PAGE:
China has done interesting things to elicit a more organic effort to use the internet as a strategic information source. Their efforts to harness the collective efforts and expertise of the hacker community are well documented.

I suspect there are a number of Americans who would gladly roll up their sleeves and get involved in solving some of these problems but there is sufficient legal ambiguity regarding actions that could be taken to deal with these problems, that capable individuals are reluctant to stick their necks out. If congress were actually serious about the war, they would pass legislation that turned American citizens free to contribute to the war in a way that would yield greater adaptability and a flood of interesting public information.

But some of the techniques required to gather this kind of information and deal with the anonymity technologies you describe are, at best, legally ambiguous.

1/23/2008 05:48:00 PM  
Blogger Whiskey said...

Wretchard -- Dems have promised their base to inflict a defeat on America as being "good for Amerikkka!" and will have to deliver it. Not just in Iraq but Afghanistan and Iran and Pakistan.

Of course that will cost America greatly but that's the whole idea.

Of course a President Hillary or Obama would demand an immediate surrender.

1/23/2008 06:40:00 PM  
Blogger Mad Fiddler said...

Last night my sibling and I caught a news item about a woman who, seeing what she thought was an ad to hire a replacement for her at work, went to her job site and spent a few weekend hours deliberately deleting important files and disrupting the computer system.

Evidently she went to a good deal of trouble to destroy some seven year's worth of files she judged critical to the office's ability to fulfill its contracts. The files she destroyed in just a few hours of tantrum represent something like two-and-a-half MILLION dollars worth of work.

Turns out the woman's employer had not been planning to fire her; the help-wanted ad had been intended to expand the company. Happily, the company had some backup system that allowed them to recover lost files, and resume operations without apparent delay.

Still, the woman had done her damnedest to put the company out of business. It's as callous as if she'd burned up a company's records in an incinerator.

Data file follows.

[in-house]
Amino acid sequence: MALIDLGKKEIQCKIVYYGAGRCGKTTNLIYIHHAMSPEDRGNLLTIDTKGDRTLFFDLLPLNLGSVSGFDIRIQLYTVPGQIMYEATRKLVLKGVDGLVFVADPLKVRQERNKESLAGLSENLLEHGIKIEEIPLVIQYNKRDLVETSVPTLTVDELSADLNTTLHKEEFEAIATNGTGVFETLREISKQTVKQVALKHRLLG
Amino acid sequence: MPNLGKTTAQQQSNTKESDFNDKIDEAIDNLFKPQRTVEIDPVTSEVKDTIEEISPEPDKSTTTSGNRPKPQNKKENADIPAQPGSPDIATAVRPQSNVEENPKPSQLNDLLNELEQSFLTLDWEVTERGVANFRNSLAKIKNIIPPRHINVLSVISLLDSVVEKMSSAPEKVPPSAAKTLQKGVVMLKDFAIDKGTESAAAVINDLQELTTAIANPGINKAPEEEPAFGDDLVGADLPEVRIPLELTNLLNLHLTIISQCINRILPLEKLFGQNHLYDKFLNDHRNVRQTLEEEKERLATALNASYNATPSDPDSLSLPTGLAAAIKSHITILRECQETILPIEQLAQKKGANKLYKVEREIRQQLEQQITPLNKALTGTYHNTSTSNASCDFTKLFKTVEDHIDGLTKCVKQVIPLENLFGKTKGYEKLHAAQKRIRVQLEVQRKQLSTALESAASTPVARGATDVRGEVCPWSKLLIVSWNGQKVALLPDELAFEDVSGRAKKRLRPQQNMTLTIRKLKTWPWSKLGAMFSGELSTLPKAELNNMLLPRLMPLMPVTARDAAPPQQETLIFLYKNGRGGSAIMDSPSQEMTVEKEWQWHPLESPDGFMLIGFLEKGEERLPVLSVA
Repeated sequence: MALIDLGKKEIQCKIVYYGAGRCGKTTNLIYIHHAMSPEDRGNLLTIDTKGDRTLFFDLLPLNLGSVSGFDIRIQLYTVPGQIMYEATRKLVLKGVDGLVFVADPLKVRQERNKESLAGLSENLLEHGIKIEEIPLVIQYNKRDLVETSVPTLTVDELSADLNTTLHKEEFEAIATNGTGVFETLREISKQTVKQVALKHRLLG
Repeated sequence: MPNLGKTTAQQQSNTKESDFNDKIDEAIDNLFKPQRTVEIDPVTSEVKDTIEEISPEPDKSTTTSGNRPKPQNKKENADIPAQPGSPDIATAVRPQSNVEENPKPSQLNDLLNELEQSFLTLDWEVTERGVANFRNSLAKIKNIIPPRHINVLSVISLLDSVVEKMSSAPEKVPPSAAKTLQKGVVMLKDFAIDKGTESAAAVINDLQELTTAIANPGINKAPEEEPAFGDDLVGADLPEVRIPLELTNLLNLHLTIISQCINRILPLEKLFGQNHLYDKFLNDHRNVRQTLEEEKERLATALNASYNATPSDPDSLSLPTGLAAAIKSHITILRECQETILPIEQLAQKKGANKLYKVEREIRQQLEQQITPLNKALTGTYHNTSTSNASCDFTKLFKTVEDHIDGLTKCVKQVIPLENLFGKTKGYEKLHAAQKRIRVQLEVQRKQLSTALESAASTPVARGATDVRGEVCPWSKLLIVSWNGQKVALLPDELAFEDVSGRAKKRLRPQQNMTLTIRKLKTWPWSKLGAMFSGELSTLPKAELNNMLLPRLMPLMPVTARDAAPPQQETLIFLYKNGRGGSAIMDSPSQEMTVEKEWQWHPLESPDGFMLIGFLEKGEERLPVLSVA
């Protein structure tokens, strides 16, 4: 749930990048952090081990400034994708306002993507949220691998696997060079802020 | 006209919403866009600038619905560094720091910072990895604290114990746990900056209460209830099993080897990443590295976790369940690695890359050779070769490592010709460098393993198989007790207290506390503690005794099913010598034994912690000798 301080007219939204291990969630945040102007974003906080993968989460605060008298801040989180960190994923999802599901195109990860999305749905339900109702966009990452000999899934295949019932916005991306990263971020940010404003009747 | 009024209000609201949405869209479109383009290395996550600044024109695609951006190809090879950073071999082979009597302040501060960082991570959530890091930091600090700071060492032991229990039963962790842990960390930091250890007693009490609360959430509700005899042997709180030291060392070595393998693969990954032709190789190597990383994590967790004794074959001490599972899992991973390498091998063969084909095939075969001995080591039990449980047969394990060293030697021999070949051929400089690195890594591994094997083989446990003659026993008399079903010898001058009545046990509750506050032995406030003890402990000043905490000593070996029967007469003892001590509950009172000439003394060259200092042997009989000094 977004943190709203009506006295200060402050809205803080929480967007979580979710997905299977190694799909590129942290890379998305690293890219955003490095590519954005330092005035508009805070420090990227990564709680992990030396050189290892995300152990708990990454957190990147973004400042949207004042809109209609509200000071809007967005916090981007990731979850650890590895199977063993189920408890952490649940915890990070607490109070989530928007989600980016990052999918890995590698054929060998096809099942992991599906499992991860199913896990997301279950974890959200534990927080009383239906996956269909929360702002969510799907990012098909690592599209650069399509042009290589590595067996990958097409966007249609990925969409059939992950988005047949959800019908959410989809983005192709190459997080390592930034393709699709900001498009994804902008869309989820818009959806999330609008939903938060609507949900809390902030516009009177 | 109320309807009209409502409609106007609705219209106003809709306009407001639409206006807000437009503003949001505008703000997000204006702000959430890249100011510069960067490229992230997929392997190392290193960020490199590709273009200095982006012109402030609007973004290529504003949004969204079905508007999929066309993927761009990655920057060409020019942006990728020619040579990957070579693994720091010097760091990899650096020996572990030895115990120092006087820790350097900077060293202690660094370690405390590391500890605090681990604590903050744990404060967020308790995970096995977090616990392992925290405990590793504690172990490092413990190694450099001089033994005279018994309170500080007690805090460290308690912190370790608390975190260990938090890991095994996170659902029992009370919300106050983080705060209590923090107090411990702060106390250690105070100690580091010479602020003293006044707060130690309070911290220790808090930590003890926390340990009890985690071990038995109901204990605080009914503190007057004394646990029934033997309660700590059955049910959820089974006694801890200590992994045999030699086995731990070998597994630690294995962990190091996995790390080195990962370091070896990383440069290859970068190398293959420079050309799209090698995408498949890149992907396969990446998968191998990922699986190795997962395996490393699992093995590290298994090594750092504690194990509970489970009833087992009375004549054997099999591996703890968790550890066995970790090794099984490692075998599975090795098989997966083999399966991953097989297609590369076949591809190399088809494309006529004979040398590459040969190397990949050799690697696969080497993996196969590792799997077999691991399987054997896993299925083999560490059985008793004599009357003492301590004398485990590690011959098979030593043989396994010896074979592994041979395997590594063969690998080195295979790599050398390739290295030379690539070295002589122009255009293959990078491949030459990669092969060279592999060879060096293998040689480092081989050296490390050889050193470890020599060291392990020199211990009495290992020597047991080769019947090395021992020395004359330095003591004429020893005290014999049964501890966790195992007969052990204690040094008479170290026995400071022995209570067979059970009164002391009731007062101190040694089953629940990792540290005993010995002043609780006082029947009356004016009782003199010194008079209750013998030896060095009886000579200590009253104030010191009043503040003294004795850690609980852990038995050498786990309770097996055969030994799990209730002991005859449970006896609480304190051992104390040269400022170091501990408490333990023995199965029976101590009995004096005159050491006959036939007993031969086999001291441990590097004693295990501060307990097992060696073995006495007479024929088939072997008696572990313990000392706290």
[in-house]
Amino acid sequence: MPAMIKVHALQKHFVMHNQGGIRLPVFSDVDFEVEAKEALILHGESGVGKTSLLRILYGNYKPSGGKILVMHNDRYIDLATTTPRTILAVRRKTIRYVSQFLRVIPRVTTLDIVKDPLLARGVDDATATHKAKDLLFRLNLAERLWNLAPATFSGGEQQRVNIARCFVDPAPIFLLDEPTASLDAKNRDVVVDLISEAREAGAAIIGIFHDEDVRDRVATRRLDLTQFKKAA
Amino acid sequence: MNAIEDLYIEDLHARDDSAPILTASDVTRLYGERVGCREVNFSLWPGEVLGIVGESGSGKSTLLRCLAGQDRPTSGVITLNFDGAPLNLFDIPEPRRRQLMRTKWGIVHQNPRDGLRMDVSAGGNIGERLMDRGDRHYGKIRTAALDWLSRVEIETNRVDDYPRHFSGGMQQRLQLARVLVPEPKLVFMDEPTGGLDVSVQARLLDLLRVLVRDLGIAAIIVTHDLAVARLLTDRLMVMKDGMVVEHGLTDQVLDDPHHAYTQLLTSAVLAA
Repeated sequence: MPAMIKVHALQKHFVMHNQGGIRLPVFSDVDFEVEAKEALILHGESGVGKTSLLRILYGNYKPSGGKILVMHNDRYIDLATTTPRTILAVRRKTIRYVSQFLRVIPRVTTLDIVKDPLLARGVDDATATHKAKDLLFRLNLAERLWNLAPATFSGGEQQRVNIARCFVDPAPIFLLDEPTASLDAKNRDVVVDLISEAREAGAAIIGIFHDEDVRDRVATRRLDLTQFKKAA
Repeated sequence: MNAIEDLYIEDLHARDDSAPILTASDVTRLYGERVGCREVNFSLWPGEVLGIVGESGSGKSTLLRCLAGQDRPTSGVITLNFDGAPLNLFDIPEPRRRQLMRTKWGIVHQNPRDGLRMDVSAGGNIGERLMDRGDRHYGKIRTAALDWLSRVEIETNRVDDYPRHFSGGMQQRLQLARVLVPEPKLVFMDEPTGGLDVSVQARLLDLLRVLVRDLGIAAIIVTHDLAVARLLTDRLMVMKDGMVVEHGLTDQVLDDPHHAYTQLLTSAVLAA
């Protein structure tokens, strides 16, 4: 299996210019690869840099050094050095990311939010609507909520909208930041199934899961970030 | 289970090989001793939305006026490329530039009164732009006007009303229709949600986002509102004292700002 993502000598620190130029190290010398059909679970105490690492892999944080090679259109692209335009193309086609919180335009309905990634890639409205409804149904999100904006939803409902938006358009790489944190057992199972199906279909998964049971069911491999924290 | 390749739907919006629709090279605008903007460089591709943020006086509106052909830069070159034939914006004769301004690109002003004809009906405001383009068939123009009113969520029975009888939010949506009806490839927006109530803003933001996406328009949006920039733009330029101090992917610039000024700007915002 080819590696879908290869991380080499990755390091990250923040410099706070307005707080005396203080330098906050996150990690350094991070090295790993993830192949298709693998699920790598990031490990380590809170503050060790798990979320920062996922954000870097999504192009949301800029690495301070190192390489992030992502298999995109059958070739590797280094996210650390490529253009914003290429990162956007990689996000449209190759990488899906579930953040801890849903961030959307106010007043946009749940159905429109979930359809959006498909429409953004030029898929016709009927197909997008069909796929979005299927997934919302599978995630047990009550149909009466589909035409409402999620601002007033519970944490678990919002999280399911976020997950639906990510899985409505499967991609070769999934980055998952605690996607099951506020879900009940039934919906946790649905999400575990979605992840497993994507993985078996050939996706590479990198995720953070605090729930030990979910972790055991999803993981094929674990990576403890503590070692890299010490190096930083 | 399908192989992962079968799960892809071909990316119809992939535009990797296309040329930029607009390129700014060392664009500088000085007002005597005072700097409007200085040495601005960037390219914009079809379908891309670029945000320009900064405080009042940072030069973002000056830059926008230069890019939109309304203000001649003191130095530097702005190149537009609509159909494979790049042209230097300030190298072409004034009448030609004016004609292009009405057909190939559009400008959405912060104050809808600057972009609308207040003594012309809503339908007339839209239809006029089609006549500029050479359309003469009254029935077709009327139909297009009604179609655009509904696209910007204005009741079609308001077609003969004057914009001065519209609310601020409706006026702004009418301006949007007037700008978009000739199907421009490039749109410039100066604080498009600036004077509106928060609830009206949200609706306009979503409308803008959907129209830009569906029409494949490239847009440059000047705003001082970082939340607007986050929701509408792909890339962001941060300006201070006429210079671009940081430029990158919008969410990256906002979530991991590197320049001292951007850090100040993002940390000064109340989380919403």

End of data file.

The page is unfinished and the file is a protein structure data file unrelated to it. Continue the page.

Of course, this sort of thing has been going on since cuneiform strokes on mud tablets.

When I worked in Silicon Valley, companies going through serial spasms of layoffs would routinely de-activate the access passwords and entrance key cards, the day before they were scheduled to be informed of their termination. If there had been any hint of disgruntlement, the employee would be not even be allowed back in the building --- the employee's desk would be emptied into boxes by security staff, to be collected at the company entrance.

We live in a perpetual kitten-trust vulnerability at the civil level. The government may be going to extraordinary lengths to protect ITS computer systems, but our increasing expectation of and reliance on networked-total-universal-access-to-everything-at-once-all-the-time-forever makes protecting us from evil-doers chancier by the day.

1/23/2008 11:57:00 PM  
Blogger LarryD said...

On the discussion at Slashdot about the AT&T remarks it was pointed out that such monitoring would void AT&T's common carrier status, laying them open to a huge world of liability.

Trying to monitor the Internet has the filter-water-from-a-firehose problem.

Ref. Cooley. "It was not immediately clear whether Cooley was terminated from the company. However, according to the police report, she told authorities she would never return to the business."

I hope she at least feels ashamed of herself.

1/24/2008 06:05:00 AM  
Blogger BigLeeH said...

One can draw interesting parallels between the way the "War on Drugs" makes the "War on Terror" more difficult (by injecting cash into various terrorist organizations that smuggle drugs on the side -- see Afghanistan) and the way the online intellectual property wars complicate the War on Terror's cyber-war front.